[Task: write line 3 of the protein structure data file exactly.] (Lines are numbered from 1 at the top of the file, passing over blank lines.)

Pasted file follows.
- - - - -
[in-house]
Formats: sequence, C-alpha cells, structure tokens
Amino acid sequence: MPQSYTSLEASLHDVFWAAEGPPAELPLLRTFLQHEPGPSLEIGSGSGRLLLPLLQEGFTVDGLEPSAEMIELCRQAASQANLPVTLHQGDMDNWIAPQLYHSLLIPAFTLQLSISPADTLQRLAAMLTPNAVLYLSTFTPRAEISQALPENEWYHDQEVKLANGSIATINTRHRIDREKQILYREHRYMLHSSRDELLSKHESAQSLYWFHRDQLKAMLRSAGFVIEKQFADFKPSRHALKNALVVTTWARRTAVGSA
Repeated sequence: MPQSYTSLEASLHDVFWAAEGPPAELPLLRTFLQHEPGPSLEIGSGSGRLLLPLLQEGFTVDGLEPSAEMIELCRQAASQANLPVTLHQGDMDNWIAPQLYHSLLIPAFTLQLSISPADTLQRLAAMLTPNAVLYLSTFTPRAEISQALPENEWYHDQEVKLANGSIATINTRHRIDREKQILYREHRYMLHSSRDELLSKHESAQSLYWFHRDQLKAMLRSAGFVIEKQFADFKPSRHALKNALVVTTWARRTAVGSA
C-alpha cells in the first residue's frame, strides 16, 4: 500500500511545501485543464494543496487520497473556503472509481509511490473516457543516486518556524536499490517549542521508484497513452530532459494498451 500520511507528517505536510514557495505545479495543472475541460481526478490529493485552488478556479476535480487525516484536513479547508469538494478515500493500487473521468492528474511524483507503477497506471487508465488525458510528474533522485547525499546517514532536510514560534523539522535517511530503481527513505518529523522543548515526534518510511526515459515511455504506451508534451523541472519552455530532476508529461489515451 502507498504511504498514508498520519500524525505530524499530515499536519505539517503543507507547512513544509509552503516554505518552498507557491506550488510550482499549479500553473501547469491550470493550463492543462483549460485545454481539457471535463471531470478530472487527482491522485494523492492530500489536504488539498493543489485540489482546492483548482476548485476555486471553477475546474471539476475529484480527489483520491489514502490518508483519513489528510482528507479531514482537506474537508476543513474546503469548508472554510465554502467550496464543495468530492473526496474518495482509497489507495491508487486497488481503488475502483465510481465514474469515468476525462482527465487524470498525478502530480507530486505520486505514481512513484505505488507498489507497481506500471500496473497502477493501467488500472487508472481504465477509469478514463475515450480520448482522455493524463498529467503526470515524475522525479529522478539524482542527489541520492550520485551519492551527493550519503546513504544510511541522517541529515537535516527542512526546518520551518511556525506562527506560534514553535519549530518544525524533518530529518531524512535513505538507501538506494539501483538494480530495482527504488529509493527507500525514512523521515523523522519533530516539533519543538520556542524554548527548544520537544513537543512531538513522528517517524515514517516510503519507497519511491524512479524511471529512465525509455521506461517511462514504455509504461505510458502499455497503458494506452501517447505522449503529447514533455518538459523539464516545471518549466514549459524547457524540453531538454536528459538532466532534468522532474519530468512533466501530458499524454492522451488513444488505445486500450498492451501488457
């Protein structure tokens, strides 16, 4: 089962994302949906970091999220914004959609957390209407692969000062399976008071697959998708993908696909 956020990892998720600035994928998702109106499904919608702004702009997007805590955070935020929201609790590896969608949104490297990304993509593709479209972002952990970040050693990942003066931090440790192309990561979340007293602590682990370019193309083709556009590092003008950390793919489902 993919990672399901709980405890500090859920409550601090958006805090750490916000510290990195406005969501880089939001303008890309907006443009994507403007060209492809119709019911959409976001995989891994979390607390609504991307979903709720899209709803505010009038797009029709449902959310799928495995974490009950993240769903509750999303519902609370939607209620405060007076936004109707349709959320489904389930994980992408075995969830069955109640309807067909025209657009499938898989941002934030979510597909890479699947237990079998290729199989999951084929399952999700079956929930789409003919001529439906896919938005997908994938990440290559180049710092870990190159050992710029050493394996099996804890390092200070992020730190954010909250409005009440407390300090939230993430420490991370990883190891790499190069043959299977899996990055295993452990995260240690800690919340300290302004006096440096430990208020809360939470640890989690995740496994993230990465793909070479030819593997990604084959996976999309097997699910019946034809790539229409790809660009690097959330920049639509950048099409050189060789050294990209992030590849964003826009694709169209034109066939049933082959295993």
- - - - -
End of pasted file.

Amino acid sequence: MPQSYTSLEASLHDVFWAAEGPPAELPLLRTFLQHEPGPSLEIGSGSGRLLLPLLQEGFTVDGLEPSAEMIELCRQAASQANLPVTLHQGDMDNWIAPQLYHSLLIPAFTLQLSISPADTLQRLAAMLTPNAVLYLSTFTPRAEISQALPENEWYHDQEVKLANGSIATINTRHRIDREKQILYREHRYMLHSSRDELLSKHESAQSLYWFHRDQLKAMLRSAGFVIEKQFADFKPSRHALKNALVVTTWARRTAVGSA